OzomatliRialto Theatre, Thursday, Dec. 14
It used to be that if you wanted your band to get huge, you had to tour relentlessly and shmooze radio stations and press flesh to get your music across to the people. Thanks to online sources like MySpace, YouTube and countless indie music blogs, these days, a group's status can change in a matter of, well, days.
Ozomatli embrace all of these alternative media outlets while still "keeping it real," as the kids say. They've played Tucson no less than a dozen times in the last few years and haven't forgotten their loyal fan base here. Last week's show at the Rialto Theatre was no exception.
Some random reggae-funk band opened, but it was the following act that got a bigger response: A transparent screen dropped down over the stage, and a little ad for a cell phone company was projected in the guise of an opportunity for crowd members to text a message to appear on the screen. After momentarily mocking the situation and coming up with Orwellian parallels, I found myself among the other drunk zombies, staring at the screen, wondering if Reuben was going to text back Nikki, and vice versa.
Despite these hookup possibilities left unresolved, Ozomatli was greeted enthusiastically by a crowd who seemingly had an endless supply of empty beer bottles for those of us standing by a trash can. Ozo touched on all the crowd favorites: the hip-hoppish ode to partying, "Saturday Night," the Latin-flavored "Eva" and "Como Ves." The hyper "Chango" was a particularly peppy moment in an otherwise solo-heavy performance. Knowing their audience (predominately Hispanic), Ozomatli wisely chose to skip the Clear Channel-approved "(Who Discovered) America?" in favor of other rarities such as the catchy yet expansive "Ya Viene el Sol."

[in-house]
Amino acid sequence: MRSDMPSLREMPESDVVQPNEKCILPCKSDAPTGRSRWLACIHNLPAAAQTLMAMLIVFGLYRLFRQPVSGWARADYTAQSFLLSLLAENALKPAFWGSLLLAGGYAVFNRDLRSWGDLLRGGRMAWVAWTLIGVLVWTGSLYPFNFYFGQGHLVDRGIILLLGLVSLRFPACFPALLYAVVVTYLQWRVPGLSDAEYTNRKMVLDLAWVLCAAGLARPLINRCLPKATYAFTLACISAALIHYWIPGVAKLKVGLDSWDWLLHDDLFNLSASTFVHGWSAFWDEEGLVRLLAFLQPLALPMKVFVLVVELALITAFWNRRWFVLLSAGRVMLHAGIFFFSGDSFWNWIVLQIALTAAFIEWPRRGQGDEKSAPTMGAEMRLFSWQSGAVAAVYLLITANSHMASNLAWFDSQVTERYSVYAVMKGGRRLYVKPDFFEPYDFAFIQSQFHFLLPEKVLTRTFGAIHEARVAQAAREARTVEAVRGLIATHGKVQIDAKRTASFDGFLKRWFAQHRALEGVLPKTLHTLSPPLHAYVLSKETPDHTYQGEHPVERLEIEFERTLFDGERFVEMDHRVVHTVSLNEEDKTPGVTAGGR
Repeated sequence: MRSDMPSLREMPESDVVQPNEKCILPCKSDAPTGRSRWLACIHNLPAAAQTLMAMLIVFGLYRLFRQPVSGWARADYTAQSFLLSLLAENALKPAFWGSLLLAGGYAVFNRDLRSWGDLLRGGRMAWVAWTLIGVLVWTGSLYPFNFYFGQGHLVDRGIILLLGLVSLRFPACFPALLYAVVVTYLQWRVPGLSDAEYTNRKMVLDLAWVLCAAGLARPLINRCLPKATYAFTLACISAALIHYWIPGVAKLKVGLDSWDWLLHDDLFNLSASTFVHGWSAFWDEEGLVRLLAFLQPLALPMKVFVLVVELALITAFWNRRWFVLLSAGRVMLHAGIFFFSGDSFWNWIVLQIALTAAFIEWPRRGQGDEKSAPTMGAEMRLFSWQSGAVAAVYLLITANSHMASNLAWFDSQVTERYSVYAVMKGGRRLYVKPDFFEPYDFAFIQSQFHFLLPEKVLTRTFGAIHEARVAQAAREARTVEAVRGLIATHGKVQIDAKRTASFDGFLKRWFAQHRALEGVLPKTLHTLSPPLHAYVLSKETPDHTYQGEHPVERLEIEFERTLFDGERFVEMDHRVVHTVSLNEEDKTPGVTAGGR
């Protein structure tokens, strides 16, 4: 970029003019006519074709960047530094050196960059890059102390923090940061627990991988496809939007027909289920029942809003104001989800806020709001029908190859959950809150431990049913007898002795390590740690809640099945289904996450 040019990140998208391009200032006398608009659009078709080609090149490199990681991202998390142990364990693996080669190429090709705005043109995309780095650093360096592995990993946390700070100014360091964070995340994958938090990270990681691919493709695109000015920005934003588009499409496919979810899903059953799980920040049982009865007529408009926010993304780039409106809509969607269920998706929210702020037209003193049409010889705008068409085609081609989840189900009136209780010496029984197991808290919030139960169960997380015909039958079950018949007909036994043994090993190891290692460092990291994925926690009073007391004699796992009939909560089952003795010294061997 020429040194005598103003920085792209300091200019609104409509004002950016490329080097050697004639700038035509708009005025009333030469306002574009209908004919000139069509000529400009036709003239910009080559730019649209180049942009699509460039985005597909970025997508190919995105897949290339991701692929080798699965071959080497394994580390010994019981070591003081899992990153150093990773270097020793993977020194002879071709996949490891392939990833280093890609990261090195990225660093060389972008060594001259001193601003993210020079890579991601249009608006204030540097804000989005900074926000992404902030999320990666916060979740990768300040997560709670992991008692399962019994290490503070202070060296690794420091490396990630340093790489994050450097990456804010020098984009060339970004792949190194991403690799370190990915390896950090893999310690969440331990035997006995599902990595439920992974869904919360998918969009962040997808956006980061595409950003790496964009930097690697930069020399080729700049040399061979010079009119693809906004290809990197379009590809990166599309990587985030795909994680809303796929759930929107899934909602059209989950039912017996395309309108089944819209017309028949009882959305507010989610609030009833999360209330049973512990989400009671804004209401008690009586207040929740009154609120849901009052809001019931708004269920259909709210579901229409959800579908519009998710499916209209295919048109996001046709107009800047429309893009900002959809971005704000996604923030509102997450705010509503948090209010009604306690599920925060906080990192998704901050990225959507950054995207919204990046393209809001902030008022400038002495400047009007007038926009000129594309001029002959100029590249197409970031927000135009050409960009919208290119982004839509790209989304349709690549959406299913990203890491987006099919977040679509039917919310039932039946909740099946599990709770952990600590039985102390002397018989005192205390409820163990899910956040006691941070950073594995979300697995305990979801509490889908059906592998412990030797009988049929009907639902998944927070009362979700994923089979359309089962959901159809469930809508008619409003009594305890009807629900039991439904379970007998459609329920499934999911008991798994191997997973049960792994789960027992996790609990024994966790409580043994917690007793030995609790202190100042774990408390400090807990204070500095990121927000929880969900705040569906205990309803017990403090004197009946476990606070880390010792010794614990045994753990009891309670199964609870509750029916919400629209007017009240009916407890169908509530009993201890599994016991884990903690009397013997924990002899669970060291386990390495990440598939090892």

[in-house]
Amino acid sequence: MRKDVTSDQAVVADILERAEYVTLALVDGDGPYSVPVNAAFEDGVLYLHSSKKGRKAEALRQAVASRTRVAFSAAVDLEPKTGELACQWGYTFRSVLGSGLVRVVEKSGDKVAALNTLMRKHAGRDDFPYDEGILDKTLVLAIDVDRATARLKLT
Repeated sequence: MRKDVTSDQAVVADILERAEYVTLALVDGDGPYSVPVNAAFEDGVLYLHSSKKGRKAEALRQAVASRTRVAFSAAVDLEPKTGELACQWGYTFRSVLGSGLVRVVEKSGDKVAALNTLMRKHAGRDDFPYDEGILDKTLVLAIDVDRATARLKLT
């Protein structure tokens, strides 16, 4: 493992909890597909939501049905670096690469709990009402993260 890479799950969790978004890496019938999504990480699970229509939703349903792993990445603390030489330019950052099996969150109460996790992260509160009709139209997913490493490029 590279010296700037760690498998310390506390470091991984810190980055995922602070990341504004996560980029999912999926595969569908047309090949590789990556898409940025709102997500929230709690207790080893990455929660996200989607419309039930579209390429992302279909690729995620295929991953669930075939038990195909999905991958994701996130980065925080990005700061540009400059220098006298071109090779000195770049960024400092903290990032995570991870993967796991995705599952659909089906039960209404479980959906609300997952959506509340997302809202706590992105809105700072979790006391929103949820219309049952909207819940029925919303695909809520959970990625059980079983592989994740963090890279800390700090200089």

Ozomatli is known for audience interaction, but their next trick took us by surprise: They pulled several kids out of the audience, shoved percussive instruments in their hands and set them in front of a mic. Mostly scared out of their minds, the youngsters accompanied the band on the song "La Misma Cancion," the official finale. Despite the excessive cowbell by The Poor Little Musician That Could, their youthful spontaneity was the highlight of the night. Ozo live veterans knew what was next: the crowd-participation conga line through the audience and into the lobby.
Though a Sharks after-party performance (following locals The Jons) was rumored, it was not to be. Despite fanning those rumor flames with the song "After Party," Ozomatli decided instead to hang out with their all-ages Rialto crowd, signing CDs and spreading the love, one person and one handshake at a time. The old-fashioned way.